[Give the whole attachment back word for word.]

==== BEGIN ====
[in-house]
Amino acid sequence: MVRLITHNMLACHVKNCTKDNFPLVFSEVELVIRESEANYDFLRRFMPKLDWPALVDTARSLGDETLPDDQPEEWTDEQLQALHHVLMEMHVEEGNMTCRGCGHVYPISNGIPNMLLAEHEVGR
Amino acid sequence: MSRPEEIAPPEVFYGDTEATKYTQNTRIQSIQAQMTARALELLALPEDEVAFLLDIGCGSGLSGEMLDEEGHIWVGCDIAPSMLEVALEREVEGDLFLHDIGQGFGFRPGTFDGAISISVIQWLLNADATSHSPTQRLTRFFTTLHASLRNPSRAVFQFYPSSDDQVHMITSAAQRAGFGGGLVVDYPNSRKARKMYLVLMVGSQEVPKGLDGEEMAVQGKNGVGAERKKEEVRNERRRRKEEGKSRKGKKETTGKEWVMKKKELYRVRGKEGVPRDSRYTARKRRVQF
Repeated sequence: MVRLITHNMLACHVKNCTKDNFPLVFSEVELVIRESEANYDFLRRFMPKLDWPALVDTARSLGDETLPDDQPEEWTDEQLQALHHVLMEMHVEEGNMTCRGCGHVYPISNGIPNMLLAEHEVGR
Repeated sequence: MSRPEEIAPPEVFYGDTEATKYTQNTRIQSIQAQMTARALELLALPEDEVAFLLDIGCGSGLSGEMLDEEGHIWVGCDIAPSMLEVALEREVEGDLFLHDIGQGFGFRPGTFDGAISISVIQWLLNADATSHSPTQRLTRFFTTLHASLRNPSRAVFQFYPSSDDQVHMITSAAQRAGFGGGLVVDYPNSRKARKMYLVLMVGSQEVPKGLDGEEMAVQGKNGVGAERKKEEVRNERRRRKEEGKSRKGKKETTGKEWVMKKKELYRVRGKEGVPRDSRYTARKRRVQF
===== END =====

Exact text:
[in-house]
Amino acid sequence: MVRLITHNMLACHVKNCTKDNFPLVFSEVELVIRESEANYDFLRRFMPKLDWPALVDTARSLGDETLPDDQPEEWTDEQLQALHHVLMEMHVEEGNMTCRGCGHVYPISNGIPNMLLAEHEVGR
Amino acid sequence: MSRPEEIAPPEVFYGDTEATKYTQNTRIQSIQAQMTARALELLALPEDEVAFLLDIGCGSGLSGEMLDEEGHIWVGCDIAPSMLEVALEREVEGDLFLHDIGQGFGFRPGTFDGAISISVIQWLLNADATSHSPTQRLTRFFTTLHASLRNPSRAVFQFYPSSDDQVHMITSAAQRAGFGGGLVVDYPNSRKARKMYLVLMVGSQEVPKGLDGEEMAVQGKNGVGAERKKEEVRNERRRRKEEGKSRKGKKETTGKEWVMKKKELYRVRGKEGVPRDSRYTARKRRVQF
Repeated sequence: MVRLITHNMLACHVKNCTKDNFPLVFSEVELVIRESEANYDFLRRFMPKLDWPALVDTARSLGDETLPDDQPEEWTDEQLQALHHVLMEMHVEEGNMTCRGCGHVYPISNGIPNMLLAEHEVGR
Repeated sequence: MSRPEEIAPPEVFYGDTEATKYTQNTRIQSIQAQMTARALELLALPEDEVAFLLDIGCGSGLSGEMLDEEGHIWVGCDIAPSMLEVALEREVEGDLFLHDIGQGFGFRPGTFDGAISISVIQWLLNADATSHSPTQRLTRFFTTLHASLRNPSRAVFQFYPSSDDQVHMITSAAQRAGFGGGLVVDYPNSRKARKMYLVLMVGSQEVPKGLDGEEMAVQGKNGVGAERKKEEVRNERRRRKEEGKSRKGKKETTGKEWVMKKKELYRVRGKEGVPRDSRYTARKRRVQF